Hyundai creates separate sound zones in cars

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Hyundai creates separate sound zones in cars

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Ih Kang-duk, a research fellow, right, at Hyundai Motor, and his colleagues demonstrate the new sound system called separate sound zone, in which passengers can listen to their own music unheard by others. [HYUNDAI MOTOR]

Hyundai Motor has developed a sound system for vehicles in which passengers and the driver can hear different songs or make totally private phone calls.

It is the first such system in the world, the carmaker announced Sunday, and will be offered in Hyundai Motor cars within a year or two.

Korea’s largest carmaker calls the system a “separated sound zone” and unveiled it on its official website and on YouTube last Sunday.

In the YouTube video, classical music plays in the front of the car where two parents are sitting, while pop music plays in the back for children.

Separate sound zones are created by the artful placement of different speakers. There is also software that control the sound’s reflective wave and output level, the carmaker explained.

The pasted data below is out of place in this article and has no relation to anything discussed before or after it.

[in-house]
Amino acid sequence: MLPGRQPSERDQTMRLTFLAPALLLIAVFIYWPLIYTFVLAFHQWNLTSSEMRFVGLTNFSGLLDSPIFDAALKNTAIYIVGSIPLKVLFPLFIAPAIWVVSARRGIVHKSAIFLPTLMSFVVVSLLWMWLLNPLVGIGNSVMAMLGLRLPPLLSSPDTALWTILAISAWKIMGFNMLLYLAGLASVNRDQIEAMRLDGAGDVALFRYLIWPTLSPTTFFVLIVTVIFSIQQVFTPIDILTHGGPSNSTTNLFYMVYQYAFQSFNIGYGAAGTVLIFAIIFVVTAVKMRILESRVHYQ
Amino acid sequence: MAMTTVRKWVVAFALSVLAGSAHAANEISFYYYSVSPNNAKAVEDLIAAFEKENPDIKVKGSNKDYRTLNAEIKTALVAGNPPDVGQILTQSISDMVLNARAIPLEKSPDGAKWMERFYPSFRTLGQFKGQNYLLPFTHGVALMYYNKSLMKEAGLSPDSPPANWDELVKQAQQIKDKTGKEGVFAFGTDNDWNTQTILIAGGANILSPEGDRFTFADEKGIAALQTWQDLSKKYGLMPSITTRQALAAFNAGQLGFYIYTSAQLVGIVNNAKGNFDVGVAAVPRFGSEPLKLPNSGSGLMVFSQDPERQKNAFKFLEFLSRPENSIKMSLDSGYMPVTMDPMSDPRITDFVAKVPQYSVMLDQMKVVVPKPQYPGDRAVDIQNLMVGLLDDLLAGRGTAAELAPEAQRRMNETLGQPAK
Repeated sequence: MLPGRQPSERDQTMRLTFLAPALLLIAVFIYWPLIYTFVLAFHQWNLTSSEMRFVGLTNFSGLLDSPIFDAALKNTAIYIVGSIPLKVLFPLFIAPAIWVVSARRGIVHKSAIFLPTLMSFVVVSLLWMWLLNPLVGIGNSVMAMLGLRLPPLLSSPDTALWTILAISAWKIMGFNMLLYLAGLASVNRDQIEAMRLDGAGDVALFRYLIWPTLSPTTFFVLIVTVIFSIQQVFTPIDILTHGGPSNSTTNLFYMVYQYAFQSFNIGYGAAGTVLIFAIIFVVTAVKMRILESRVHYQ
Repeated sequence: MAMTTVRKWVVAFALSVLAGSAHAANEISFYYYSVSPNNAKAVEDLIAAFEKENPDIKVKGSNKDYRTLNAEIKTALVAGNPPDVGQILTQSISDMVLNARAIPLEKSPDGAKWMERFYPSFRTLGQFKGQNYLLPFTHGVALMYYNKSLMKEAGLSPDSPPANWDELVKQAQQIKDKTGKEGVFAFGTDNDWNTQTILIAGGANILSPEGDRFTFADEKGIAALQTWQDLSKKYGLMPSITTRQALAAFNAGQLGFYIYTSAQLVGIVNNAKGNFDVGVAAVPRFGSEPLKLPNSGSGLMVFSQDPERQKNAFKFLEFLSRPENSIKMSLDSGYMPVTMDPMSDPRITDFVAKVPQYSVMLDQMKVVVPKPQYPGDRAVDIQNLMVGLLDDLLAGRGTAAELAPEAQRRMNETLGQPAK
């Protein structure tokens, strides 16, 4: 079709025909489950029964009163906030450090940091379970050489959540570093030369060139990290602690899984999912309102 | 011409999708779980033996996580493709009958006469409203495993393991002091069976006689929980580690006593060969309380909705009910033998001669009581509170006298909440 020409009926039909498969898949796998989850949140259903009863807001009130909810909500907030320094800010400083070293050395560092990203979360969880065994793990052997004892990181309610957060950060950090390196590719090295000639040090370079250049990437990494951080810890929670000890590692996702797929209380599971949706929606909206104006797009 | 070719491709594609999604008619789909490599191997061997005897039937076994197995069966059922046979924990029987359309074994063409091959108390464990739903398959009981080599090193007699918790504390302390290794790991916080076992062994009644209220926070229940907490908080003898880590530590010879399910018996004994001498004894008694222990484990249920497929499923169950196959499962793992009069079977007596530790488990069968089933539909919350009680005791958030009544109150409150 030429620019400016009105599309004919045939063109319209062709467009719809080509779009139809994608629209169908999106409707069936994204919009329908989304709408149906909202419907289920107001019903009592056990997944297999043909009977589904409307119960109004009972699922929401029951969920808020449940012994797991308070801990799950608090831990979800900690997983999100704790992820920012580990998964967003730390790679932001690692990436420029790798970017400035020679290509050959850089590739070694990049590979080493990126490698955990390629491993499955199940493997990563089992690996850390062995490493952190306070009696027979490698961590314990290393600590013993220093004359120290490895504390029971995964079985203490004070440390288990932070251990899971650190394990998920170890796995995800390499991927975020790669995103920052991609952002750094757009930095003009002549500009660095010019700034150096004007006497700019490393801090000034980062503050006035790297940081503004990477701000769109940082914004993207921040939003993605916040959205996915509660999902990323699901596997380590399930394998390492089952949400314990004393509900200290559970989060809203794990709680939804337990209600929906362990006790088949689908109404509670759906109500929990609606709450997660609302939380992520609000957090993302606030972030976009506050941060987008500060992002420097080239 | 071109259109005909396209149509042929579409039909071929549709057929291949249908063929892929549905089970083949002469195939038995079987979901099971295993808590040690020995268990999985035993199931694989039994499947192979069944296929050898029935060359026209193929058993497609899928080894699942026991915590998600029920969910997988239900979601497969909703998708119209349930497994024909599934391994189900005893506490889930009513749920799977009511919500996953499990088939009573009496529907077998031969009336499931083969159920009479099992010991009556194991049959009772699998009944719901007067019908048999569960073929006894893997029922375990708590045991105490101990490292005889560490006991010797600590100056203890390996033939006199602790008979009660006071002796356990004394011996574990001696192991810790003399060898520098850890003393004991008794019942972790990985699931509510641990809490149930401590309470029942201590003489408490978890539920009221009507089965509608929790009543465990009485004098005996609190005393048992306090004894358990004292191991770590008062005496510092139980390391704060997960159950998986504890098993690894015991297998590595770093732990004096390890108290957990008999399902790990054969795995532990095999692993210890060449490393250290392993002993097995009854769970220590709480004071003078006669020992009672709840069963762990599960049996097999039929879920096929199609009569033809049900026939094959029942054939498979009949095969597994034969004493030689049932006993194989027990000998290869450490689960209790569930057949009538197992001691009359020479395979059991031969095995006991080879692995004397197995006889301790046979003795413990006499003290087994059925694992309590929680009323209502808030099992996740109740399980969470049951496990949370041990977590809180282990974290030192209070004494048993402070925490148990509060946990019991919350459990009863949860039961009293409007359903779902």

Playing different types of music is the most basic thing the sound zones can do, according to the carmaker.

A driver or passenger could have a private phone call as well. Calls on speaker are usually heard by all people in the car.

With the system, passengers can enjoy individual choices of music while retaining the ability to converse among themselves, which isn’t possible if they are enjoying private music with earphones.

Sounds that are necessary to the driver but that are disturbing to other passengers can be controlled too, such as audible directions from the navigation system or warning sounds from the driving assistance system.

Music or direction guides that a driver is listening to won’t be heard by a sleeping child in the back seat.

Hyundai Motor said it started developing the system in 2014 and is almost ready to install it in mass-produced cars.

“This sound system will become necessary as the autonomous driving era nears and demands for entertainment inside a car evolve,” said Ih Kang-duck, a researcher in charge of developing the system.

BY JIN EUN-SOO [jin.eunsoo@joongang.co.kr]

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